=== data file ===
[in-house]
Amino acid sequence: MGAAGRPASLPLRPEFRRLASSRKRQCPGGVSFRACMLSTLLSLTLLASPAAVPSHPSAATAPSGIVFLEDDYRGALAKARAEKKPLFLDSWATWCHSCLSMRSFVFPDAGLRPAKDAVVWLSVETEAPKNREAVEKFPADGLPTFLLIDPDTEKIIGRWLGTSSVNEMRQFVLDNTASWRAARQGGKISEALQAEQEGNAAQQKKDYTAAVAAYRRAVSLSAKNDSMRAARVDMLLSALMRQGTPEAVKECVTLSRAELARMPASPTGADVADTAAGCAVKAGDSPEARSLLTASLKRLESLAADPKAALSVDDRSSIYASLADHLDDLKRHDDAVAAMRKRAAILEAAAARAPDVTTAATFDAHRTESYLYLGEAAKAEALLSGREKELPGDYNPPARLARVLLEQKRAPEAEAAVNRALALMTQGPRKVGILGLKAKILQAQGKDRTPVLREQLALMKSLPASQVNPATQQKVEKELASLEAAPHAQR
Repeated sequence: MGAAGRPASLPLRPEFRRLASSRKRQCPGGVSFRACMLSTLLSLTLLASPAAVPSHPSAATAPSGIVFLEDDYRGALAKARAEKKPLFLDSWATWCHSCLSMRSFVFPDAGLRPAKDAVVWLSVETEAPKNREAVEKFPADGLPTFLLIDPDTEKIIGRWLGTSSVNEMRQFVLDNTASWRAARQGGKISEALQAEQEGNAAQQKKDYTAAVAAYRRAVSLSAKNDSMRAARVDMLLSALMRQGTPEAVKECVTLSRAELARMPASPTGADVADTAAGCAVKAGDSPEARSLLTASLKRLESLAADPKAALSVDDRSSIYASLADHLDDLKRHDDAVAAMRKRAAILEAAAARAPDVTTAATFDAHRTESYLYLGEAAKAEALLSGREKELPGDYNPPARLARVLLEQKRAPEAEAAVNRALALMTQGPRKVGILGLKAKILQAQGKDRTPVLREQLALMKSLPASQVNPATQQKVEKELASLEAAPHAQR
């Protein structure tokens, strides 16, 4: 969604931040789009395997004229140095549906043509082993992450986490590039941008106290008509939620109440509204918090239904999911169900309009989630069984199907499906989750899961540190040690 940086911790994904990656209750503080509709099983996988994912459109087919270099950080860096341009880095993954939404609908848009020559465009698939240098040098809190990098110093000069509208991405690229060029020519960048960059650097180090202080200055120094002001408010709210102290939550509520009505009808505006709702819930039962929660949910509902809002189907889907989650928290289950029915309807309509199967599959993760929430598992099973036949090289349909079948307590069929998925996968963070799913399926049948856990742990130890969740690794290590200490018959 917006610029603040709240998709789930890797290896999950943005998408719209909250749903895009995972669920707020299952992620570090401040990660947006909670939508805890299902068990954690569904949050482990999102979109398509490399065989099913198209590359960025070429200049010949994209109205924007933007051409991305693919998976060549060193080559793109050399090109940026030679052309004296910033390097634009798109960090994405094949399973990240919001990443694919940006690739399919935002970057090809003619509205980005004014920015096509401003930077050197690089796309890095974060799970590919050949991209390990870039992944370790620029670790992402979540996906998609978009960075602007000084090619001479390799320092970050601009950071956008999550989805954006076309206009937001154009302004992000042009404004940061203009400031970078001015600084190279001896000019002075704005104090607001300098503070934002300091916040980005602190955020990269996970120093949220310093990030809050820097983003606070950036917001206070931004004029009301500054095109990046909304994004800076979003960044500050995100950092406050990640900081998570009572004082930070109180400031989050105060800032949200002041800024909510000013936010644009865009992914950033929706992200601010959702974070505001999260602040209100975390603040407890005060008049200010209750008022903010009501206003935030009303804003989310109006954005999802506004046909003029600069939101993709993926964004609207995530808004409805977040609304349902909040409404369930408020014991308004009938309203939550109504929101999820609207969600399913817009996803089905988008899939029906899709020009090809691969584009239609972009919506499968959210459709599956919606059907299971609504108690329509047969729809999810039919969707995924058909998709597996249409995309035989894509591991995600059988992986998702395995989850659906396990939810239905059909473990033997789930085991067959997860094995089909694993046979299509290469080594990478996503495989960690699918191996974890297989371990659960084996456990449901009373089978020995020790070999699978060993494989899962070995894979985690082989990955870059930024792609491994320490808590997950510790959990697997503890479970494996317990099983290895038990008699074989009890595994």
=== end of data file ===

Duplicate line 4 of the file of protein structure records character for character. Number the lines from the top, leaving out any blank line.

């Protein structure tokens, strides 16, 4: 969604931040789009395997004229140095549906043509082993992450986490590039941008106290008509939620109440509204918090239904999911169900309009989630069984199907499906989750899961540190040690 940086911790994904990656209750503080509709099983996988994912459109087919270099950080860096341009880095993954939404609908848009020559465009698939240098040098809190990098110093000069509208991405690229060029020519960048960059650097180090202080200055120094002001408010709210102290939550509520009505009808505006709702819930039962929660949910509902809002189907889907989650928290289950029915309807309509199967599959993760929430598992099973036949090289349909079948307590069929998925996968963070799913399926049948856990742990130890969740690794290590200490018959 917006610029603040709240998709789930890797290896999950943005998408719209909250749903895009995972669920707020299952992620570090401040990660947006909670939508805890299902068990954690569904949050482990999102979109398509490399065989099913198209590359960025070429200049010949994209109205924007933007051409991305693919998976060549060193080559793109050399090109940026030679052309004296910033390097634009798109960090994405094949399973990240919001990443694919940006690739399919935002970057090809003619509205980005004014920015096509401003930077050197690089796309890095974060799970590919050949991209390990870039992944370790620029670790992402979540996906998609978009960075602007000084090619001479390799320092970050601009950071956008999550989805954006076309206009937001154009302004992000042009404004940061203009400031970078001015600084190279001896000019002075704005104090607001300098503070934002300091916040980005602190955020990269996970120093949220310093990030809050820097983003606070950036917001206070931004004029009301500054095109990046909304994004800076979003960044500050995100950092406050990640900081998570009572004082930070109180400031989050105060800032949200002041800024909510000013936010644009865009992914950033929706992200601010959702974070505001999260602040209100975390603040407890005060008049200010209750008022903010009501206003935030009303804003989310109006954005999802506004046909003029600069939101993709993926964004609207995530808004409805977040609304349902909040409404369930408020014991308004009938309203939550109504929101999820609207969600399913817009996803089905988008899939029906899709020009090809691969584009239609972009919506499968959210459709599956919606059907299971609504108690329509047969729809999810039919969707995924058909998709597996249409995309035989894509591991995600059988992986998702395995989850659906396990939810239905059909473990033997789930085991067959997860094995089909694993046979299509290469080594990478996503495989960690699918191996974890297989371990659960084996456990449901009373089978020995020790070999699978060993494989899962070995894979985690082989990955870059930024792609491994320490808590997950510790959990697997503890479970494996317990099983290895038990008699074989009890595994």